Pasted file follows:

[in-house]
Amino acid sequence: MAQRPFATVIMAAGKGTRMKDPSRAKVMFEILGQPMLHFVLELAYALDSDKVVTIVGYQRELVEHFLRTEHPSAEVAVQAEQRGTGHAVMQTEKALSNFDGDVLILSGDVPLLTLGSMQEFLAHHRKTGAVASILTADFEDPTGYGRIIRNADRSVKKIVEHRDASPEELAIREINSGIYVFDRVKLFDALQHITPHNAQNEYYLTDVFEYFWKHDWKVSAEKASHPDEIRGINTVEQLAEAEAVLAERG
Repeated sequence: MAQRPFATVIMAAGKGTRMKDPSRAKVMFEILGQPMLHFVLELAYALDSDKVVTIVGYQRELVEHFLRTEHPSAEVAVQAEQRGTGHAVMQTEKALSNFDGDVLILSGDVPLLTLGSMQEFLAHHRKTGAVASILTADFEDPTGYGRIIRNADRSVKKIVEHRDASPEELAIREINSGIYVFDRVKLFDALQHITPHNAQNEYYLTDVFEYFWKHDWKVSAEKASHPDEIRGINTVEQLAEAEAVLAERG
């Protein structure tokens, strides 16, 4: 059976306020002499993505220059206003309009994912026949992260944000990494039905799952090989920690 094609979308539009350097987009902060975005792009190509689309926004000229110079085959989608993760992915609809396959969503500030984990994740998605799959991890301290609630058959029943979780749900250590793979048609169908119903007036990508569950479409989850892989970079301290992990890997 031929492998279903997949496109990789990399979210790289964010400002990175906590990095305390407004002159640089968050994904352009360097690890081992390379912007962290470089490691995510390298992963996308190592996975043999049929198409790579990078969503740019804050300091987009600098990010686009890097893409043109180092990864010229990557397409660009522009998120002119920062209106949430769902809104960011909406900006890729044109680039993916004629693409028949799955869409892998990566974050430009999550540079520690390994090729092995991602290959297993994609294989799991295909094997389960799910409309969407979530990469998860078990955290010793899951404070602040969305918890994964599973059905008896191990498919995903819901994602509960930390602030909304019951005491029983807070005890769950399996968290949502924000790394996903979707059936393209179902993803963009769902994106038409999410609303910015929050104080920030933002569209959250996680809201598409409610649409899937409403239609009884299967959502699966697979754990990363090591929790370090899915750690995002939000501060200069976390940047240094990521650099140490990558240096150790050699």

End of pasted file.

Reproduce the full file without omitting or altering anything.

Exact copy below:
[in-house]
Amino acid sequence: MAQRPFATVIMAAGKGTRMKDPSRAKVMFEILGQPMLHFVLELAYALDSDKVVTIVGYQRELVEHFLRTEHPSAEVAVQAEQRGTGHAVMQTEKALSNFDGDVLILSGDVPLLTLGSMQEFLAHHRKTGAVASILTADFEDPTGYGRIIRNADRSVKKIVEHRDASPEELAIREINSGIYVFDRVKLFDALQHITPHNAQNEYYLTDVFEYFWKHDWKVSAEKASHPDEIRGINTVEQLAEAEAVLAERG
Repeated sequence: MAQRPFATVIMAAGKGTRMKDPSRAKVMFEILGQPMLHFVLELAYALDSDKVVTIVGYQRELVEHFLRTEHPSAEVAVQAEQRGTGHAVMQTEKALSNFDGDVLILSGDVPLLTLGSMQEFLAHHRKTGAVASILTADFEDPTGYGRIIRNADRSVKKIVEHRDASPEELAIREINSGIYVFDRVKLFDALQHITPHNAQNEYYLTDVFEYFWKHDWKVSAEKASHPDEIRGINTVEQLAEAEAVLAERG
């Protein structure tokens, strides 16, 4: 059976306020002499993505220059206003309009994912026949992260944000990494039905799952090989920690 094609979308539009350097987009902060975005792009190509689309926004000229110079085959989608993760992915609809396959969503500030984990994740998605799959991890301290609630058959029943979780749900250590793979048609169908119903007036990508569950479409989850892989970079301290992990890997 031929492998279903997949496109990789990399979210790289964010400002990175906590990095305390407004002159640089968050994904352009360097690890081992390379912007962290470089490691995510390298992963996308190592996975043999049929198409790579990078969503740019804050300091987009600098990010686009890097893409043109180092990864010229990557397409660009522009998120002119920062209106949430769902809104960011909406900006890729044109680039993916004629693409028949799955869409892998990566974050430009999550540079520690390994090729092995991602290959297993994609294989799991295909094997389960799910409309969407979530990469998860078990955290010793899951404070602040969305918890994964599973059905008896191990498919995903819901994602509960930390602030909304019951005491029983807070005890769950399996968290949502924000790394996903979707059936393209179902993803963009769902994106038409999410609303910015929050104080920030933002569209959250996680809201598409409610649409899937409403239609009884299967959502699966697979754990990363090591929790370090899915750690995002939000501060200069976390940047240094990521650099140490990558240096150790050699």